If you loved the 1997 movie “Titanic,” then the Titanic exhibit at the Luxor will blow you away. Featuring more than 250 authentic artifacts, as well as breathtaking replicas from the famous ship, the Titanic exhibit truly brings history to life. One of the most heartfelt elements of the exhibit is the personal stories of the passengers. During the tour, the exhibit’s staff shares personal tales from the passengers. Some stories have a tragic, yet romantic ending. For instance, some wives chose to stay behind with their husbands instead of climbing onto the lifeboats.
At the beginning of the exhibit, patrons receive a boarding pass of an actual passenger on Titanic. On the back of each boarding pass is the age and the itinerary of that person. At the end of the tour, patrons find out if he or she survived the Titanic by finding the name on the wall memorial. Amazing artifacts Titanic Fast Facts 706 passengers survived, but 1,517 were lost. Even if all 20 lifeboats had been filled to capacity, there was only room in them for 1,178 people. The Titanic was the largest moving object of its time. It cost $7.5 million to build Titanic and carried a $5 million insurance policy. It would have cost about $400 million to build the ship today. More than 15,000 men worked on the Titanic for nearly three years to construct the hull and internal structure.
More than 100,000 people gathered to watch the Titanic sail off to New York. For a third-class passenger, a ticket was $40 ($900 today). For a first-class passenger, tickets were $4,350 a piece ($50,000 today). It took about 60 pounds of coal for the ship to move 60 feet. In addition to the passengers’ stories, other fascinating details include their belongings. You’ll discover the Titanic passengers brought their own china and silverware. Each cup, plate, pitcher and bowl has its own interesting, distinct look. One of the exhibit’s unique pieces discovered is the au gratin plates set, stacked neatly in rows. The au gratin dishes were found lined up inside of a wooden crate that had deteriorated over time — an image that is recreated in the exhibition. Other artifacts include ship tools, postcards, currency, a pipe, a spittoon and playing cards. The Big Piece While the tiny pieces leave behind a lasting impression, The Big Piece — a huge piece of the ship’s hull — definitely stands out. This piece is currently the largest Titanic artifact ever retrieved. The Big Piece weighs an astounding 15 tons and measures more than 26 feet long. Riveting replicas In addition to the artifacts, the exhibit also features amazing replicas from the Titanic. One of these includes the staircase replica. Most remember the staircase scene in “Titanic” with Leonardo DiCaprio and Kate Winslet. Seeing the staircase in person brings the Titanic to life. The staircase is where first-class passengers met, mingled and admired each other’s outfits. The intricately-detailed staircase replica includes iron, bronze and even the stained glass dome.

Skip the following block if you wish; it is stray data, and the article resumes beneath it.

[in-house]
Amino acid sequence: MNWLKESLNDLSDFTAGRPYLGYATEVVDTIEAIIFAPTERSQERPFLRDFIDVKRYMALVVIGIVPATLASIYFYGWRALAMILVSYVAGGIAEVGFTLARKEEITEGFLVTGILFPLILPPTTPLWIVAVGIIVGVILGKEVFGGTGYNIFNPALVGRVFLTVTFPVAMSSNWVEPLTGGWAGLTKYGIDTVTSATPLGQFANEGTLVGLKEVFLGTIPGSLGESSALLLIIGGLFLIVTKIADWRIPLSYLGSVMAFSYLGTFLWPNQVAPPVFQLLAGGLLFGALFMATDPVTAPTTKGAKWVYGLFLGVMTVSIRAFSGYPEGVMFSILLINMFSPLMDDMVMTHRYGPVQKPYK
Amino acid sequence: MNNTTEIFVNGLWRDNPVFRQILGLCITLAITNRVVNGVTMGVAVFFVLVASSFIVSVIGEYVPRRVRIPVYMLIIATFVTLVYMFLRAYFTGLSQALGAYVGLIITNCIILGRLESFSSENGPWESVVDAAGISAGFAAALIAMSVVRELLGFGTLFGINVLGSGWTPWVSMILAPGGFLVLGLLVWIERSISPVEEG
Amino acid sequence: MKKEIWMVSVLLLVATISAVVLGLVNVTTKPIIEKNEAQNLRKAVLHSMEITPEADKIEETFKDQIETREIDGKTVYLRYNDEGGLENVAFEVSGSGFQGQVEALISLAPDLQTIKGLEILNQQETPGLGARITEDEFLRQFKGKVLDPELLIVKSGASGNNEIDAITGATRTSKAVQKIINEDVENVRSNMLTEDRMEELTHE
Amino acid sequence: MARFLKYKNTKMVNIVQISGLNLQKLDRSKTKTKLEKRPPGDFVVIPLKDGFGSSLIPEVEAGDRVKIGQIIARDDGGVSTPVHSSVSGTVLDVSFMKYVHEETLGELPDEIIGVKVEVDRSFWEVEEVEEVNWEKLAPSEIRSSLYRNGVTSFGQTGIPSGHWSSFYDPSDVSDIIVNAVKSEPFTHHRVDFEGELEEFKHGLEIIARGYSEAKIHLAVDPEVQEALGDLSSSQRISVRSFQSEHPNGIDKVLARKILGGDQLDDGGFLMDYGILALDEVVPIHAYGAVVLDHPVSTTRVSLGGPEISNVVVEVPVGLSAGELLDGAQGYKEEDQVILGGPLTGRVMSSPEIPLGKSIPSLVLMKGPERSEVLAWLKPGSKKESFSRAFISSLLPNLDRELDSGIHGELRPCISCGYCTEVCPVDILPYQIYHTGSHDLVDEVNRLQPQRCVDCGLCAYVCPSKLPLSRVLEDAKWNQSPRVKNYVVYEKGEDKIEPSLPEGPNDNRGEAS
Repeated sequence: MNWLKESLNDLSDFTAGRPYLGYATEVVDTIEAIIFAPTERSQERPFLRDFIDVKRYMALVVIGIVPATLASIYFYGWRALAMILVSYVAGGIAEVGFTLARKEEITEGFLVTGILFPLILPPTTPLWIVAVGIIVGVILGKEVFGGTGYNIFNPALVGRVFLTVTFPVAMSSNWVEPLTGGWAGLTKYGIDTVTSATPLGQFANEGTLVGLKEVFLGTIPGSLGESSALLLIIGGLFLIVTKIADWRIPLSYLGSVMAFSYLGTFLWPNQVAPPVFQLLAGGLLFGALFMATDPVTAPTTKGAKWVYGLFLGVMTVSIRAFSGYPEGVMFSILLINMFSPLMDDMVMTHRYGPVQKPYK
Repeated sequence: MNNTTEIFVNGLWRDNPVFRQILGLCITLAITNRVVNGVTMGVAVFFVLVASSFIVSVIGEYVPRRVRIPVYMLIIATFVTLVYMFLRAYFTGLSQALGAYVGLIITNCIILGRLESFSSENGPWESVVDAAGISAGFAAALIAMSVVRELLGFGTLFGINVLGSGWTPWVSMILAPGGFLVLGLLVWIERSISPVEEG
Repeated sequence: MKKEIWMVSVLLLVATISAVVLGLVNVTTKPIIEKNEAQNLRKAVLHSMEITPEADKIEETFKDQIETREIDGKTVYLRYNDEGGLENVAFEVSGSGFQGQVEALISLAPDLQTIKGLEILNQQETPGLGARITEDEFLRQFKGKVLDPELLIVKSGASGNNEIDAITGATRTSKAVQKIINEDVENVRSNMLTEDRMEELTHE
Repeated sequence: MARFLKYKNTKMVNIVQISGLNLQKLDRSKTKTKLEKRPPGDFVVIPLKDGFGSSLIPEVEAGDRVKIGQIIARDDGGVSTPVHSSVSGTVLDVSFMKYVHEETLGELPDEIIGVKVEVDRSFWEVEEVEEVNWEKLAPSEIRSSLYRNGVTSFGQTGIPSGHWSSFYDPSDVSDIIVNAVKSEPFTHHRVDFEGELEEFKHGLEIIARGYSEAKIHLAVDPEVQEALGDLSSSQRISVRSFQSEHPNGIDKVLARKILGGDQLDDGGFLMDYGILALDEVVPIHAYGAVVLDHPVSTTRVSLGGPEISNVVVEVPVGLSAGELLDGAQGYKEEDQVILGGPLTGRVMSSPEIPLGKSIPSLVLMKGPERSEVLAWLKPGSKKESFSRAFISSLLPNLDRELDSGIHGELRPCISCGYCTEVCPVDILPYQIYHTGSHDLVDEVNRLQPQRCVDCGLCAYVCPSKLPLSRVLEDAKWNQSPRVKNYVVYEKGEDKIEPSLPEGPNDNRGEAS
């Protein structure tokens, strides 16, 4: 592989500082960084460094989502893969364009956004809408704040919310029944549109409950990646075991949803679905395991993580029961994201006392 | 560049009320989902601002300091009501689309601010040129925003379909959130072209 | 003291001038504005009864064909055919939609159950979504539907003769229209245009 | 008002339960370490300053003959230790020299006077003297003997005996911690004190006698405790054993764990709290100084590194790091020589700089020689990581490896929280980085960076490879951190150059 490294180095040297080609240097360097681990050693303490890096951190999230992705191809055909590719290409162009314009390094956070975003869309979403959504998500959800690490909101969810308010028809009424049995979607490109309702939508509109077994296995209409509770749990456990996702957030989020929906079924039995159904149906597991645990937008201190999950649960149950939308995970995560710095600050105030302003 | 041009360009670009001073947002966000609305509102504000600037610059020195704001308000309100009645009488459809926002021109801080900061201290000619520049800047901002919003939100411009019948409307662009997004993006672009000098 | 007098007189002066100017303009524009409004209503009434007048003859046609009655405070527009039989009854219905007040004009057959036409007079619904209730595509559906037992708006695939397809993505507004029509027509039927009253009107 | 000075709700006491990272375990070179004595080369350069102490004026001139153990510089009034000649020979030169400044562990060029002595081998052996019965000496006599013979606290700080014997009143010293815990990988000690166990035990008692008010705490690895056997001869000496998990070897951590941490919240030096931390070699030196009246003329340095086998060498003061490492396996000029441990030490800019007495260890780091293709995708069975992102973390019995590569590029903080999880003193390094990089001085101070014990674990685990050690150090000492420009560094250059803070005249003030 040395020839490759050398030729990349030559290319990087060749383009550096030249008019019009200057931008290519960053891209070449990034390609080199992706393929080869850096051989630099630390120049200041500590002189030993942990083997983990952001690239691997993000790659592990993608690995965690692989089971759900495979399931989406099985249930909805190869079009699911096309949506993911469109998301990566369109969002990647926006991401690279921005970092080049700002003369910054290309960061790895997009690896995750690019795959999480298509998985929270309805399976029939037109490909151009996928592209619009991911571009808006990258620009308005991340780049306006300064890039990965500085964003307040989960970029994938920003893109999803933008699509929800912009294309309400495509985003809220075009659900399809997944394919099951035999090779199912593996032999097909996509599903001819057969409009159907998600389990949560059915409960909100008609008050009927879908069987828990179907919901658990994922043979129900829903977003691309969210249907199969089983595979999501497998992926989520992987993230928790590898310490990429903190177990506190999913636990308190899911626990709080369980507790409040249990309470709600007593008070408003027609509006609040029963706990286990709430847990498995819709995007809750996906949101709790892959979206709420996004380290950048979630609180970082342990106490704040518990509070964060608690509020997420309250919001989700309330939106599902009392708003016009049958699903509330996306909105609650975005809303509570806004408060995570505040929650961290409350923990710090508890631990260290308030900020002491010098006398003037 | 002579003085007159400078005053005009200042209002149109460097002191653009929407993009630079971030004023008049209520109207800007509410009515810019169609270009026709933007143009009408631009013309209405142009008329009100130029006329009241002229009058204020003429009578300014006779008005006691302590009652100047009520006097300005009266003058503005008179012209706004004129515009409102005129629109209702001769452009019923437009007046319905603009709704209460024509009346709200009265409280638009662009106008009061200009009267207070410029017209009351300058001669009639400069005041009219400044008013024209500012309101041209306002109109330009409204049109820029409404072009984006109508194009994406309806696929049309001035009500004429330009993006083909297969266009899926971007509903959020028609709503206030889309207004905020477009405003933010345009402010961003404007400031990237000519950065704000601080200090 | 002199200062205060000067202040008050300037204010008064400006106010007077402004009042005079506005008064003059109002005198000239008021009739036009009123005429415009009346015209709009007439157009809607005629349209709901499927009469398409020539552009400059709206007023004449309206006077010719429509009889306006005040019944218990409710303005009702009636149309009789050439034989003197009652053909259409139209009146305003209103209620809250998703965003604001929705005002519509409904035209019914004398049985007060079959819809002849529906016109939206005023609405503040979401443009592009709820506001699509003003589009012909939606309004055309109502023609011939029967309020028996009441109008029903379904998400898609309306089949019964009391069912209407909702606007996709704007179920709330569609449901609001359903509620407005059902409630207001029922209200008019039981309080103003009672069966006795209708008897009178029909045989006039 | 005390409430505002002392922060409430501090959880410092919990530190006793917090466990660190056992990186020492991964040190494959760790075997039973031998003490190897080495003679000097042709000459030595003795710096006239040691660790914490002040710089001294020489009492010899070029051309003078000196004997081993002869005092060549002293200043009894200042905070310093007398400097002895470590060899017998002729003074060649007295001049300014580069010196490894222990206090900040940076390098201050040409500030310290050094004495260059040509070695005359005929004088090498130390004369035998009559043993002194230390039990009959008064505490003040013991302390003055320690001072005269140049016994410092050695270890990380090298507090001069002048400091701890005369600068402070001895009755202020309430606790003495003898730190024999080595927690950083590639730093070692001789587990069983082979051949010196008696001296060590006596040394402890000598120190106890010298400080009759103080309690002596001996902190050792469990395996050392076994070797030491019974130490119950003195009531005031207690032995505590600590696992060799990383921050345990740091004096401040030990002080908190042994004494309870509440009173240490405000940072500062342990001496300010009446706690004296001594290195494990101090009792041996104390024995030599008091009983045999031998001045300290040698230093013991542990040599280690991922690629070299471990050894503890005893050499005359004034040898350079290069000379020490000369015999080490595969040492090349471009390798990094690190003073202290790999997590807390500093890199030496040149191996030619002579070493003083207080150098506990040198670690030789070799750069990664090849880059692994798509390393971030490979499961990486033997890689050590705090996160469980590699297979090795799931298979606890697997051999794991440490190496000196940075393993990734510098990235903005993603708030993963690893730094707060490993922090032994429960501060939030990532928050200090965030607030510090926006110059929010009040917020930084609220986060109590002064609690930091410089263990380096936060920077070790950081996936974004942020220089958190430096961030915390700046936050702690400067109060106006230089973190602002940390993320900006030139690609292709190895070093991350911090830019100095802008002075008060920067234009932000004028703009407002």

Visitors have the option of having their picture taken and purchasing it at the end of the tour. Other noteworthy replicas include the promenade deck (which features the sounds of waves crashing and a starry sky) as well as an iceberg, which guests are more than welcome to touch. Since the iceberg was specifically created for the exhibit, it contains its own cooling system to prevent it from melting. Make sure to stop and take a look at the third-class and the finely decorated first-class sleeping quarters. Adorned with burgundy colors, elegant décor and mahogany accents, the first-class suite was considered more luxurious than any hotel room on land in its time.
Great for the entire family From young to old, visitors of all ages will enjoy this exhibit. There is also gift shop for those who want to take a piece of Titanic home with them. Visitors can purchase everything from T-shirts, stuffed animals, captain hats for kids, cups, key chains and much more. Titanic’s overall experience gives guests a better perspective and appreciation of what happened on that fateful night. It allows visitors to remember the story of Titanic, especially the heroism of the crew and the passengers that were lost that night.